'A sparkling debut . . . a very good plot-driven thriller dressed in a glittery jumpsuit' Guardian
'Brutal, glamorous and genuinely unpredictable, it will blow your mind until the very last page' Stylist
Intoxicating, compulsive and blackly funny, Other People's Clothes is the thrilling novel from Berlin-based American artist Calla Henkel.
Berlin, 2009. Two young art students arrive from New York, desperately hoping to reinvent themselves.
Renting an apartment from an eccentric crime writer, Zoe and Hailey spend their nights twisting through Berlin's club scene and their days hungover. Then inexplicable things start happening in the apartment. Are they being spied on?
Suspecting their landlady of using their lives for her next novel, they decide to beat her at her own game, hosting wild parties that quickly gain notoriety. But as events spiral out of control, they begin to wonder whose story they are living - and how it will end.
'Utterly addictive. I couldn't stop turning the pages' Megan Abbott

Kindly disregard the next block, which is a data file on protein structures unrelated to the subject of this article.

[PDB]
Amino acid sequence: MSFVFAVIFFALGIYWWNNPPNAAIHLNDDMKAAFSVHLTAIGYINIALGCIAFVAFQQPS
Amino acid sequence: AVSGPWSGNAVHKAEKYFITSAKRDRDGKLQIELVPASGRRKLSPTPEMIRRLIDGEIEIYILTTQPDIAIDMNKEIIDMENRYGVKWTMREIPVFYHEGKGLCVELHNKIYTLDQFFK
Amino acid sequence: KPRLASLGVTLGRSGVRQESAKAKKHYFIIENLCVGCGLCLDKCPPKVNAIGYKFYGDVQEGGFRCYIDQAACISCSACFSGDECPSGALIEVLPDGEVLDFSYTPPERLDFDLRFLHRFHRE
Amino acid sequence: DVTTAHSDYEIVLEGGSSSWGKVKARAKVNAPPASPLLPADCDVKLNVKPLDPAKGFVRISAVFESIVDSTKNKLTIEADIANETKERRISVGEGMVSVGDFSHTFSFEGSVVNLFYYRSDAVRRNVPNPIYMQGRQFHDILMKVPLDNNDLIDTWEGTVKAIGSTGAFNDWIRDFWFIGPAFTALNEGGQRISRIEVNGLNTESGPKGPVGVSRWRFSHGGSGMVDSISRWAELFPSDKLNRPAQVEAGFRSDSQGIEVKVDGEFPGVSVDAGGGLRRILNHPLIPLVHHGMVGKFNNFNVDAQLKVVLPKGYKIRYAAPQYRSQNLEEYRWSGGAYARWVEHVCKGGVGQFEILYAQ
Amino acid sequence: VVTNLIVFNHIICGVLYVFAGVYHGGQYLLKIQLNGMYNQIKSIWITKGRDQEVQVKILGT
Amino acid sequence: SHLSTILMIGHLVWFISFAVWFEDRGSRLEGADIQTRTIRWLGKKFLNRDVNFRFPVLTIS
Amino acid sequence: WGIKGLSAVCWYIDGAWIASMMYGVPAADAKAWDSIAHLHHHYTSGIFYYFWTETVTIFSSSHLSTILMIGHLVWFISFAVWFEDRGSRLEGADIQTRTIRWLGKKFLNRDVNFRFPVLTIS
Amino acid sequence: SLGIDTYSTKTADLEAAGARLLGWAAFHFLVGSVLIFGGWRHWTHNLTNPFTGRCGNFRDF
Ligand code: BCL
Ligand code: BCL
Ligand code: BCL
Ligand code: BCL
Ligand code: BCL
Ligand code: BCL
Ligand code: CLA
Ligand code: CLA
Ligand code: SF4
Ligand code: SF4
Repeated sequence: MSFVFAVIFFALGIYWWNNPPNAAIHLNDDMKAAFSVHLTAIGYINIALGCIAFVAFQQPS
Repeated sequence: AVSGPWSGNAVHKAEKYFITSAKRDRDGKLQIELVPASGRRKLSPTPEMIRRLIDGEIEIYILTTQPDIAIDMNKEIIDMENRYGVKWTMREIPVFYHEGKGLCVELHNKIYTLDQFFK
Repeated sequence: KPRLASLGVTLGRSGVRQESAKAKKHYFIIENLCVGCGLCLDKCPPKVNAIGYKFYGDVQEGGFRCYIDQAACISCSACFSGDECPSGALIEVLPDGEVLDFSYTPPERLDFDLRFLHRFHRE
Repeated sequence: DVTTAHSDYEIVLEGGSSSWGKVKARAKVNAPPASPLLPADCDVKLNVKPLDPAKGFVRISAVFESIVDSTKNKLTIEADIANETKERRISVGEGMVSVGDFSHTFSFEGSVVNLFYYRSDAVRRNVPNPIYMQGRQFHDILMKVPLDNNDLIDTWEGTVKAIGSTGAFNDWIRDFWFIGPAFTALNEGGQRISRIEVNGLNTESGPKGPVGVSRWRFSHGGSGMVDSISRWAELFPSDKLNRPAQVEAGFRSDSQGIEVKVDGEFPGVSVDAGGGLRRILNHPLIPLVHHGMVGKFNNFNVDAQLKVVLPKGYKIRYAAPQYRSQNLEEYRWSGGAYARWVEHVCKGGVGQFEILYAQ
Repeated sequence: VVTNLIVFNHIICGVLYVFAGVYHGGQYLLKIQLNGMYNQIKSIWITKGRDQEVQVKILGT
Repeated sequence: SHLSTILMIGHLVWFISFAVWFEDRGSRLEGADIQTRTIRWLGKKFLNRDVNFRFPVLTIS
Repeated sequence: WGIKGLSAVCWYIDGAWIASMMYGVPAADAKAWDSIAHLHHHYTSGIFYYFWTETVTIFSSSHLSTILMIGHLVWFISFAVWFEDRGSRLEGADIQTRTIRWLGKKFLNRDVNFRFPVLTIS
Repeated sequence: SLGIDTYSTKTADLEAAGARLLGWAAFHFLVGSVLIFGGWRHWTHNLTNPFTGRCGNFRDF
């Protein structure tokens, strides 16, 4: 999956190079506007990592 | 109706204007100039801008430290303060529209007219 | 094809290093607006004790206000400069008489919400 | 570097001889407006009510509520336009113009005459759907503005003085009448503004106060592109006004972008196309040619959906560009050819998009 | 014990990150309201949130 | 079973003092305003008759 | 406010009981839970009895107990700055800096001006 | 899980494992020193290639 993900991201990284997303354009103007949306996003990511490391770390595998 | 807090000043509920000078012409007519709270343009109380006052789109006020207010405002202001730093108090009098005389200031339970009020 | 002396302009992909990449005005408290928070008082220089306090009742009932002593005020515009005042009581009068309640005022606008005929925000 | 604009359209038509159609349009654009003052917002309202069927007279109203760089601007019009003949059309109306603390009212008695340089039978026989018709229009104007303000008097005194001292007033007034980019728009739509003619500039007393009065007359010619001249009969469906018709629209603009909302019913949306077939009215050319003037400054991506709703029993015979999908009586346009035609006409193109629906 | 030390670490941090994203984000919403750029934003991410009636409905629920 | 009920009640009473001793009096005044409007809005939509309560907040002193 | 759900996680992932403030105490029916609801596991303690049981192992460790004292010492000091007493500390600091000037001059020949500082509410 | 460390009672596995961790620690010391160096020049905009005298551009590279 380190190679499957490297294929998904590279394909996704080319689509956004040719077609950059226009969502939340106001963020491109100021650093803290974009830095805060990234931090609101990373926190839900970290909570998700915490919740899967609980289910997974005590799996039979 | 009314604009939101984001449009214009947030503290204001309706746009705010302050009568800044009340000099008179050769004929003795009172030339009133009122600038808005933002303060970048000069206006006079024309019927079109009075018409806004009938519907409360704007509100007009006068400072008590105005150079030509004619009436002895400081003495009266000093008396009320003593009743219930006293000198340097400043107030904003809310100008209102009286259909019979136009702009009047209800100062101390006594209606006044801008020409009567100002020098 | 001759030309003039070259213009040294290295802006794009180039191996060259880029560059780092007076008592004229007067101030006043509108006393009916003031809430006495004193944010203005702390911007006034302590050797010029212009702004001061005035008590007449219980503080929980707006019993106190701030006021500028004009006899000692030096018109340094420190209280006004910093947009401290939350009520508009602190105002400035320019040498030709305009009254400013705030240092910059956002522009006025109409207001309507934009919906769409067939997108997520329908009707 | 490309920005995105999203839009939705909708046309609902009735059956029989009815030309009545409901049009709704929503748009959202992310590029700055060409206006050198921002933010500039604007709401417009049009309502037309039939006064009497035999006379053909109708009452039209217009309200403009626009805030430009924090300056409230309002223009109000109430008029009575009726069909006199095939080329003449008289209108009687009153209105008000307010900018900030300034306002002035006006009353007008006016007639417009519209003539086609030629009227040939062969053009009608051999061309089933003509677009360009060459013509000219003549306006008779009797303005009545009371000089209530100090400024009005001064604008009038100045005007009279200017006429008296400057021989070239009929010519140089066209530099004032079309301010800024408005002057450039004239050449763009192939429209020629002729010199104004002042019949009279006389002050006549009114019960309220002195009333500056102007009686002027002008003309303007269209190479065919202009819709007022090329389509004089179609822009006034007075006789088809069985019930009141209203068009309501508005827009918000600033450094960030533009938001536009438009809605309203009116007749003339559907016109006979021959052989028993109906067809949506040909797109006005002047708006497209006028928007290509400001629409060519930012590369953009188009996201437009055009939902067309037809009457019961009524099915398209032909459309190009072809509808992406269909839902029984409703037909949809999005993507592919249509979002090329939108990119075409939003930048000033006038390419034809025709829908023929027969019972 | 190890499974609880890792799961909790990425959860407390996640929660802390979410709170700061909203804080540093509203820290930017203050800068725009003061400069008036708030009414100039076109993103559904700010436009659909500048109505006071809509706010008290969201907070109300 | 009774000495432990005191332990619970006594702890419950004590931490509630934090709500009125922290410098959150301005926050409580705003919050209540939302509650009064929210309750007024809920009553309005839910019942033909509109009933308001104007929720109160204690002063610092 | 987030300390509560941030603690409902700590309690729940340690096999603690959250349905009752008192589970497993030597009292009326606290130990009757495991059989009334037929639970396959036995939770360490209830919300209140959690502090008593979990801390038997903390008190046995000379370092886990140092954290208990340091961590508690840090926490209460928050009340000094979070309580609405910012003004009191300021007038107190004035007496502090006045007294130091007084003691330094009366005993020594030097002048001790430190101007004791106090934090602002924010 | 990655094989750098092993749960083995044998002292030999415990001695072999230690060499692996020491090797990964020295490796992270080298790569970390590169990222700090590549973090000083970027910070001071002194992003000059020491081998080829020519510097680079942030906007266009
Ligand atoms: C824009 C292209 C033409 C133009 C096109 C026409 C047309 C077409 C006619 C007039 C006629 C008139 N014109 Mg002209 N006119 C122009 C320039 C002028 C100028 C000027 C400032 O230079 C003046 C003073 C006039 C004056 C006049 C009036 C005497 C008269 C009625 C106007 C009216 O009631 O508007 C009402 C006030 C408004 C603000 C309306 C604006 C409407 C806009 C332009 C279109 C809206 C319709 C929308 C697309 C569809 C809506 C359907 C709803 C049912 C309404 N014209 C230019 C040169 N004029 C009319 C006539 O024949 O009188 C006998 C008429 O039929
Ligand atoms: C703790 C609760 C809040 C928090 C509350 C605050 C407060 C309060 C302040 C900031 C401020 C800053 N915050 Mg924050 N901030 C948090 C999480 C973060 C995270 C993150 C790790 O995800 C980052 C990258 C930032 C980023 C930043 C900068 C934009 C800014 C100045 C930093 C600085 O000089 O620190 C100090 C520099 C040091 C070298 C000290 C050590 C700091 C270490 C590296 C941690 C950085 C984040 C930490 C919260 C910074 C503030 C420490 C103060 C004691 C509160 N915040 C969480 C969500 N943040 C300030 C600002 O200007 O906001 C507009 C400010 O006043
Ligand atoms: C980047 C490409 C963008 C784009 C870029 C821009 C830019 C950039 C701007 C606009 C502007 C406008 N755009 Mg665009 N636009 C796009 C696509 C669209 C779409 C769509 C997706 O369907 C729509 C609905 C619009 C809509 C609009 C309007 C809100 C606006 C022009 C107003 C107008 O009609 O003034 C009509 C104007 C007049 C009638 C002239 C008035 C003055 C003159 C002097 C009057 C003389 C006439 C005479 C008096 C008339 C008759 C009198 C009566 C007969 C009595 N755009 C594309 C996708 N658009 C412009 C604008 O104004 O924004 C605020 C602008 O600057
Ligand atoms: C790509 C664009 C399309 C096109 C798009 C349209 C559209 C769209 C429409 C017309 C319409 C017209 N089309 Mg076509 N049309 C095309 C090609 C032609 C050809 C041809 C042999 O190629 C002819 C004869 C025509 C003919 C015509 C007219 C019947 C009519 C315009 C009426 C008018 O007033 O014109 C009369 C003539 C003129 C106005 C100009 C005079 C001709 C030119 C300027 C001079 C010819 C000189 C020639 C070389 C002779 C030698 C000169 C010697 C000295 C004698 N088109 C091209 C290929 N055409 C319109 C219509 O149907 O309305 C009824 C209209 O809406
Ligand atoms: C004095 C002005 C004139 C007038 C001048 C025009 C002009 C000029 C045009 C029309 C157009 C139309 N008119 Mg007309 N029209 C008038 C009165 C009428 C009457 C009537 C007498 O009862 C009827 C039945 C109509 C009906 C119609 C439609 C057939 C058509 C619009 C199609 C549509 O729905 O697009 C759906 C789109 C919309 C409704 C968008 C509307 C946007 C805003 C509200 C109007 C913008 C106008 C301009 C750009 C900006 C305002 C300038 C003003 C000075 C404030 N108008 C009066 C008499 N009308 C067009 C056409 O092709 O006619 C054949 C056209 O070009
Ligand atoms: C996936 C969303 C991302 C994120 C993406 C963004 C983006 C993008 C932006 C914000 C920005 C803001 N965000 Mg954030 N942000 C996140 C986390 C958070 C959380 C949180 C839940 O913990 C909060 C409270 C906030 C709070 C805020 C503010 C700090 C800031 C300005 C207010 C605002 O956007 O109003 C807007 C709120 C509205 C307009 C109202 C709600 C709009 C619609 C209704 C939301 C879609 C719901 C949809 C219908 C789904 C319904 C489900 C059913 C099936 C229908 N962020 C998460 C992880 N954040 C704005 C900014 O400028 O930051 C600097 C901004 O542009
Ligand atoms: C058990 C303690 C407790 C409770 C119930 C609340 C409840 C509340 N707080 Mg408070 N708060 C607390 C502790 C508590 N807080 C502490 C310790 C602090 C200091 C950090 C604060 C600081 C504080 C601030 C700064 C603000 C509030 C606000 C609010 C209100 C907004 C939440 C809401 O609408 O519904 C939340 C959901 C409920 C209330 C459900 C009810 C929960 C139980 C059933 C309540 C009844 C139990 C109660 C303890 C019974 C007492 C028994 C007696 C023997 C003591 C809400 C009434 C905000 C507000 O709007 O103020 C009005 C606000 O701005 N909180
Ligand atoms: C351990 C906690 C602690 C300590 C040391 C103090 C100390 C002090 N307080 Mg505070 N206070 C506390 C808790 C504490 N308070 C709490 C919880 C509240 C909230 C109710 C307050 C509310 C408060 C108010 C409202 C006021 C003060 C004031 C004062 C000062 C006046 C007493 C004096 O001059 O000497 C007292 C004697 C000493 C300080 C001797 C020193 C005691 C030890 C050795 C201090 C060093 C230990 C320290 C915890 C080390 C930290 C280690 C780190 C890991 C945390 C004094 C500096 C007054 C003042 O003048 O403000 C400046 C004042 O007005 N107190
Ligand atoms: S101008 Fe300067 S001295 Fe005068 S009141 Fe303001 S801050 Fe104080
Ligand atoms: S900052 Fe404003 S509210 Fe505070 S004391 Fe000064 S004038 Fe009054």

Henkel's engrossing debut stages a cat and mouse game between a novelist and two art students in which art bleeds (literally and profusely) into life and vice versa. In 2008, NYU art student Zoe travels to Berlin for a year abroad in search of European "dignity and reason" after her friend, Ivy, is murdered. She will find neither. Zoe's Berlin roommate and classmate is Hailey, a conceptual artist obsessed with Law and Order SVU and Amanda Knox (that "sexed-up Joan of Arc"), and bent on achieving Warholian fame. They rent the apartment of bestselling pulp novelist Beatrice Becks. With Berlin's "hedonistic wells still running deep," Zoe and Hailey embrace the drug-fueled spectacle, meeting pretentious art world habitu s, Habsburg descendants, and louche seducers who deliver lines like "I collect experiences and handblown glass, but my dad bought Richter early." Soon Zoey and Hailey suspect Beatrice is reading their diaries and emails for plot material, and Hailey, petrified of them being "immortalized as losers," conspires with Zoe to gin up drama. But as Beatrice's interventions intensify and Hailey seeks to exploit Ivy's tragic death for fame, Hailey and Zoe's friendship and lives are jeopardized. The antics grow increasingly outlandish, but Henkel shines with her wry, well-observed portrait of the artist. In the end, this offers an intelligent dissection of the insatiable appetite for dead girl stories.